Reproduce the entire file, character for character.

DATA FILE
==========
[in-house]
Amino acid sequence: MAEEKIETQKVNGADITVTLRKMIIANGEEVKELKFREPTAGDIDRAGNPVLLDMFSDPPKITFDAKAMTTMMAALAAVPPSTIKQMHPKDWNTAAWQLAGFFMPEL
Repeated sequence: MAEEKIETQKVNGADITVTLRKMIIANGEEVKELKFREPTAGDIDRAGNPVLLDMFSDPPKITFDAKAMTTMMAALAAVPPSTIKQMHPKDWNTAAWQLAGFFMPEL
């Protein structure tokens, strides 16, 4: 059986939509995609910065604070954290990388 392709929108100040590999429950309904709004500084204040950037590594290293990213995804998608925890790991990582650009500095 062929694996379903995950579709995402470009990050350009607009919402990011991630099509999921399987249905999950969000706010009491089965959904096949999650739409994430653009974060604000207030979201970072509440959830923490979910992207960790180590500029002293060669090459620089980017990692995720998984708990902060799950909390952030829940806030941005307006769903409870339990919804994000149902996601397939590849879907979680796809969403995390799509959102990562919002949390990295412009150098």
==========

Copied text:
[in-house]
Amino acid sequence: MAEEKIETQKVNGADITVTLRKMIIANGEEVKELKFREPTAGDIDRAGNPVLLDMFSDPPKITFDAKAMTTMMAALAAVPPSTIKQMHPKDWNTAAWQLAGFFMPEL
Repeated sequence: MAEEKIETQKVNGADITVTLRKMIIANGEEVKELKFREPTAGDIDRAGNPVLLDMFSDPPKITFDAKAMTTMMAALAAVPPSTIKQMHPKDWNTAAWQLAGFFMPEL
């Protein structure tokens, strides 16, 4: 059986939509995609910065604070954290990388 392709929108100040590999429950309904709004500084204040950037590594290293990213995804998608925890790991990582650009500095 062929694996379903995950579709995402470009990050350009607009919402990011991630099509999921399987249905999950969000706010009491089965959904096949999650739409994430653009974060604000207030979201970072509440959830923490979910992207960790180590500029002293060669090459620089980017990692995720998984708990902060799950909390952030829940806030941005307006769903409870339990919804994000149902996601397939590849879907979680796809969403995390799509959102990562919002949390990295412009150098």